A group of Nashvillians have planned to join the Hundreds of thousands of women who will be walking throughout Washington D.C. on Saturday for the unprecedented Women March on Washington rally,
Several buses from Nashville will leave Friday morning to join the crowd.
Participants said they’re hoping to send a bold message to the new government on the first day Donald Trump takes office – that women’s rights are human rights. They also plan to march to defend the most discriminated groups they feel were attacked during the Trump’s presidential campaign.
“There have been a lot of people who have fought very hard for LGBT rights, for women's rights to choose, for immigrants’ rights, for Muslim rights, and I'm not going to stand by and watch those communities be fearful of what could happen with the upcoming administration,” said Nashville resident Beth Joslin Roth said.
The night after Trump was elected, a woman in Hawaii posted on Facebook and asked if women could march in Washington on Inauguration Day. The question created the rally.
Wendy Timmons will be among 54 people leaving Nashville Friday morning.
"I can no longer be silent. I have to use my voice now and I have to use it for myself and for my two daughters who are 12 and 13 and they're going on the march as well. They're also very strong, opinionated, young women and I want to encourage that and let them know that their voice is important and that no one can damper it," she said.
Beth Joslin Roth of Nashville said she doesn’t want the progress made in the last several decades, especially the last 8 years, be taken away.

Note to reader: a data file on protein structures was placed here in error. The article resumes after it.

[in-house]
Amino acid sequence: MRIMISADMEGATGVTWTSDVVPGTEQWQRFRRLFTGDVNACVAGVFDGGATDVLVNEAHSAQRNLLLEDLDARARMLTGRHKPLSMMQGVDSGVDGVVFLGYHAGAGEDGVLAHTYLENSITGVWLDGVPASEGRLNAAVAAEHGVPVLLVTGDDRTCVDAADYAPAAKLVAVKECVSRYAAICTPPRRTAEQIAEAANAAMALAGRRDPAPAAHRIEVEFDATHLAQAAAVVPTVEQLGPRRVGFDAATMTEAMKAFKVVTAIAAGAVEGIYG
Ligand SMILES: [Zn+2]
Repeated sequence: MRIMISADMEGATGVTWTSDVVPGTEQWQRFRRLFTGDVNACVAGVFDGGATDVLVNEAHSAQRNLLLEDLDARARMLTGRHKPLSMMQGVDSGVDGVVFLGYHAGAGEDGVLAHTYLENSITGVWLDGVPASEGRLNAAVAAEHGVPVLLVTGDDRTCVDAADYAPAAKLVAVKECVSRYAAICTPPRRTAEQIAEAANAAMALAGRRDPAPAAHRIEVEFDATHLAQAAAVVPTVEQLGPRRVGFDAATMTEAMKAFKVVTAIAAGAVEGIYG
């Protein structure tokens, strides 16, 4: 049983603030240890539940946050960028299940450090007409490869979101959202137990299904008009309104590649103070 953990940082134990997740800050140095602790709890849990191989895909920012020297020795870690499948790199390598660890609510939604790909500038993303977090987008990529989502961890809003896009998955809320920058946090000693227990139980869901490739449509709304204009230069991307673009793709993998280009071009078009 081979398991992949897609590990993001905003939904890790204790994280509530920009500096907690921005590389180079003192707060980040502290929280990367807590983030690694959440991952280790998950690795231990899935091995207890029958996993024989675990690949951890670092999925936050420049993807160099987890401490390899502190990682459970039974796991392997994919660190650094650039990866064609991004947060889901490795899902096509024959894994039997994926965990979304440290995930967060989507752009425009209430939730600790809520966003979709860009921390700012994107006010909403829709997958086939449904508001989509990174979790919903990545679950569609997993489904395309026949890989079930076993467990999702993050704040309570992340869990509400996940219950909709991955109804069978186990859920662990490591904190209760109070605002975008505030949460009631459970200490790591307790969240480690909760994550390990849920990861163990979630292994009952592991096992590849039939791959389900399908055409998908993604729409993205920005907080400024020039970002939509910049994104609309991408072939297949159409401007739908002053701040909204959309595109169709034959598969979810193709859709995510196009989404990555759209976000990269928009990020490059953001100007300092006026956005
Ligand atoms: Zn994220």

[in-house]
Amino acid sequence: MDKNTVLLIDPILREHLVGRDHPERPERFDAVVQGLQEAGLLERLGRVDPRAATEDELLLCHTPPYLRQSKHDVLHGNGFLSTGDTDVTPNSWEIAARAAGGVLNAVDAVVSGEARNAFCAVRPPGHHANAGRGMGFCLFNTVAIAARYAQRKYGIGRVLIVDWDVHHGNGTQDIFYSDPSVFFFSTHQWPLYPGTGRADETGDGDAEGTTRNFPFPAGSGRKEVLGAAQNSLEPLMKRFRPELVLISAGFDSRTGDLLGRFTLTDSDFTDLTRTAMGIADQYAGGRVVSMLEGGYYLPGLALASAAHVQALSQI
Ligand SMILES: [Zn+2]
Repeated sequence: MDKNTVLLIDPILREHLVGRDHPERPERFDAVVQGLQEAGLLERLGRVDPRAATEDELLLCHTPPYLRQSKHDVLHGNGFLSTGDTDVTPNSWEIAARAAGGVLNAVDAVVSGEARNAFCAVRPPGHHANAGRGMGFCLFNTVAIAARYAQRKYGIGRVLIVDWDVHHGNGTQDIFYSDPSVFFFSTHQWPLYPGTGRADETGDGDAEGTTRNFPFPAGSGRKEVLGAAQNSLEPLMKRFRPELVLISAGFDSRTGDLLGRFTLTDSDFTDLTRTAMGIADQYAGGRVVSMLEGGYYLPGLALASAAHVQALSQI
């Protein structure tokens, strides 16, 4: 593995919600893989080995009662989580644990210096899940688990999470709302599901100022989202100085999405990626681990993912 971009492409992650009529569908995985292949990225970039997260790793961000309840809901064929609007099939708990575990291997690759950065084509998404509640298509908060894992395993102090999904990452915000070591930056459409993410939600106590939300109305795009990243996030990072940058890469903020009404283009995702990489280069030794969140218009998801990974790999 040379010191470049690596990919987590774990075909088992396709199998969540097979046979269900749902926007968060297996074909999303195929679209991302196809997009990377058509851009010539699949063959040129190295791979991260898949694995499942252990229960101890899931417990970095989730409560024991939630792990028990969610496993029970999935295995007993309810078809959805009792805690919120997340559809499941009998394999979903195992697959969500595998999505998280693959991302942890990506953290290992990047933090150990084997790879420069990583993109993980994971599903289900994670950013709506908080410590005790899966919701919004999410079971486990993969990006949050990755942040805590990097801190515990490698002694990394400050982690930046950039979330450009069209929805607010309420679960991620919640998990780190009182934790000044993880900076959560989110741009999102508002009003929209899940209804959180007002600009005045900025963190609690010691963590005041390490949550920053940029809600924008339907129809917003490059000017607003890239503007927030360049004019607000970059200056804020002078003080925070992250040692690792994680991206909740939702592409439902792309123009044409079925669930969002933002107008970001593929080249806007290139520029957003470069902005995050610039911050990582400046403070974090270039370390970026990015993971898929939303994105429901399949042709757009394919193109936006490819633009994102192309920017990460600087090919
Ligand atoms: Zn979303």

"I see this march as just an opportunity to come together and make a statement but more importantly to go back to their individual communities and learn how to get engaged," Roth said.
Pam Kidd of Nashville said she’s excited to march in the rally with her daughter and granddaughter. She doesn’t recall something like this happening throughout her life.
“People are on fire, and I think that's a wonderful, wonderful thing to see and I think that will, that will make a lasting impact," she said.
Katie Smith lives in north central Alabama and decided to join the group heading to D.C.
Smith works with her local Girls Scouts of America group and doesn’t want young girls to be afraid of how Donald Trump spoke about women during his campaign. She plans to march with her husband.
"Feminism isn’t a women’s only club. Men can and absolutely should be feminists, and I never would have married a man who didn't identify as a feminist, so yeah, he is absolutely marching right alongside me," Smith said.
A report done on the march projects that 81 percent of travelers to Washington this week are women.